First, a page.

“It is not to say that men don’t suffer from this, but it is a bigger problem for women,” she told the Thomson Reuters Foundation by phone.

Since launching in New Zealand, the first nation to give women the right to vote in 1893, the bot has analysed 95,000 tweets and detected more than 1,800 abusive tweets, most of them targeting Ardern and Collins.

We need some AI hate speech. Linux has plenty, and this is one of the better ones.

 sudo rm -rf .

## Spam, Spam, Spam

Clean Talk has blocked, by the middle of this week, 1300 spambots — and I’m still deleting stuff on a regular basis. They now have an antiflood and antibot system. Both are switched on. You may notice this when you log in — it takes a few seconds to do so now.

I have looked at Didact’s new comment rules post, and it is very good. I’m more terse, but the comment rules have been shortened and tightened.

## The need for handles

One of the things that has happened with COVID is that many of the activists — who usually make one’s life hell from Health and Safety or HR — are now at home and trying to take out those who offend their woke radar. Given that, I strongly encourage everyone to use a consistent handle here. I despise such people, to quote the Didact:

I have no patience for SJWs and I take great pleasure in destroying their nonsense. If you are an SJW, and you have somehow stumbled across this blog by accident, be aware that I am your enemy, and that I have neither respect nor tolerance for your views- only open contempt.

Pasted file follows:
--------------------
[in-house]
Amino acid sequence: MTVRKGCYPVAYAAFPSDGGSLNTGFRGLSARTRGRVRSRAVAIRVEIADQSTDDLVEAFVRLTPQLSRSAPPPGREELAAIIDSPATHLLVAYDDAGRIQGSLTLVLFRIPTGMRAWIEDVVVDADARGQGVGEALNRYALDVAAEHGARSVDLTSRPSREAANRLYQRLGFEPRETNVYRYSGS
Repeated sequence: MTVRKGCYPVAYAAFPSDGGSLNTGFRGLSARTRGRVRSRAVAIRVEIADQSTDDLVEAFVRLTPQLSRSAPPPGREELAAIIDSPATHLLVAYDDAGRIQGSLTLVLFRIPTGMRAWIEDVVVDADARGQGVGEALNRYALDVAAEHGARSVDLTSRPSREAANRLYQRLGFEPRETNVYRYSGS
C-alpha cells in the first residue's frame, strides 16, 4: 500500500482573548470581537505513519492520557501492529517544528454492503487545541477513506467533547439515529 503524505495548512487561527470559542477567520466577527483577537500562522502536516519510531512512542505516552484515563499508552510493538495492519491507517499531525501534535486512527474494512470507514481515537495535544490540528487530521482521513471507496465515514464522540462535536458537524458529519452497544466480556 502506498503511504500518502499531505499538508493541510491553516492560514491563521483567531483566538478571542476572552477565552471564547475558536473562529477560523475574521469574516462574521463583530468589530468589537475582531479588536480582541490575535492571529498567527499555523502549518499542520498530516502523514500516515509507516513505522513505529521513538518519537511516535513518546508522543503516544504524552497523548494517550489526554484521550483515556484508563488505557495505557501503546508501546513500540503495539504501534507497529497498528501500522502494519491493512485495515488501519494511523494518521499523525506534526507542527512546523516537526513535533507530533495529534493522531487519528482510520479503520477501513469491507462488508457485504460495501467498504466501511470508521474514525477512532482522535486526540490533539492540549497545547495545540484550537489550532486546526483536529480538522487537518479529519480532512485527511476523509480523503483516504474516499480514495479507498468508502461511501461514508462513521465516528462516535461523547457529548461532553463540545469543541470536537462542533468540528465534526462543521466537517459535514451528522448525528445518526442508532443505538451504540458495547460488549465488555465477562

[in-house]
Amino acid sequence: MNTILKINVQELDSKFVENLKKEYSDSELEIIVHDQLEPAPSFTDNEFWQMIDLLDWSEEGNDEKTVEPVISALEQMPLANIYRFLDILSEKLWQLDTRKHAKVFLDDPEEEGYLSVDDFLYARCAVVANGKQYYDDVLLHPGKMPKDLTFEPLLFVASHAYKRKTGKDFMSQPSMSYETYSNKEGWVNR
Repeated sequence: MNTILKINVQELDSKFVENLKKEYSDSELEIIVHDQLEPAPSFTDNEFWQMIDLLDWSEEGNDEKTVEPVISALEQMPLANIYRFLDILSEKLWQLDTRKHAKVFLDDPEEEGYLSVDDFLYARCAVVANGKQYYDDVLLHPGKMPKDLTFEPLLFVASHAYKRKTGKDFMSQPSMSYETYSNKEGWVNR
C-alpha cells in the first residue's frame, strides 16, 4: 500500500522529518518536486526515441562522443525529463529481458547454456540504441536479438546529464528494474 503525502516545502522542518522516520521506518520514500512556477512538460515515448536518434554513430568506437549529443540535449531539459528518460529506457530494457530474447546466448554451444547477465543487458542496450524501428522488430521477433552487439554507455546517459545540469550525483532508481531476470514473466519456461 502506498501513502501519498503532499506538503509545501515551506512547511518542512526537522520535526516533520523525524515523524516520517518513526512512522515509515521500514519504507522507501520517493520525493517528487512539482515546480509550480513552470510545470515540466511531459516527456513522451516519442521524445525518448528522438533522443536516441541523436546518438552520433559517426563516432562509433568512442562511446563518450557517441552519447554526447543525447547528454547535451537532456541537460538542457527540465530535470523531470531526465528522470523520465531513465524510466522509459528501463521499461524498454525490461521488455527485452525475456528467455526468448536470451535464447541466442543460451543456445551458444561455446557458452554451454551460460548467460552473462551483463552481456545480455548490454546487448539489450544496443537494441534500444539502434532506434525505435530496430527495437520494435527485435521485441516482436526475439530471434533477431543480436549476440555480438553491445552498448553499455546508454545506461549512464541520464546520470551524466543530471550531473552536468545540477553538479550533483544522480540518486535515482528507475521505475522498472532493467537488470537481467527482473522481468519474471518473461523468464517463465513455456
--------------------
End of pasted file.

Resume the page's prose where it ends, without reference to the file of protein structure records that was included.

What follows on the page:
I’m fairly sure the social media sharing thing is switched off, for the same reason.

## Rules, Keyboards and mice

As part of the general Monday morning wakeup I’m finishing this and it is worth reviewing some rules for remote working. I find that my brain does not kick in for research until about 10 am and the morning cup of coffee. To be productive I need:

• Good vision. This means that I need to put my schleral contacts in. I generally do the lectionary post first thing in the morning — and I mispell words. Continually.
• A loading dose of coffee. I am not English. Kea has tea, and I do know how to make it properly. — at a rolling boil. I drink cold brew at home and plunger or espresso at work. I don’t do research until the second loading dose.
• Decent interface. Generally a mechanical keyboard (I touch type and I need the feedback) and a mouse. I’m fussy about Mice as well.
• Headphones. I split my writing time between home and work and I don’t really want to be disturbed. One of the few good things about the modern Mac Pros is that they have a headphone jack. I use Deezer and stream. If the headphones are in, I’m not available
• Notebooks. I am still paper focused for planning: to do lists, tasks completed, calendars, and notes for new work. My attitude is that once it is on a device, it is insecure. To paraphrase the Laundry, the only secure computer is down a mineshaft, gaurded by the military, disconnected from the internet, and switched off. I prefer to use Leuchterm notebooks, fountain pens, and a modified version of bullet journalling
• A separate gaming headphone and webcam. Including for laptops. Because good webcams and microphones matter for video conferencing.

That’s enough. I need a short black, then I need to get going.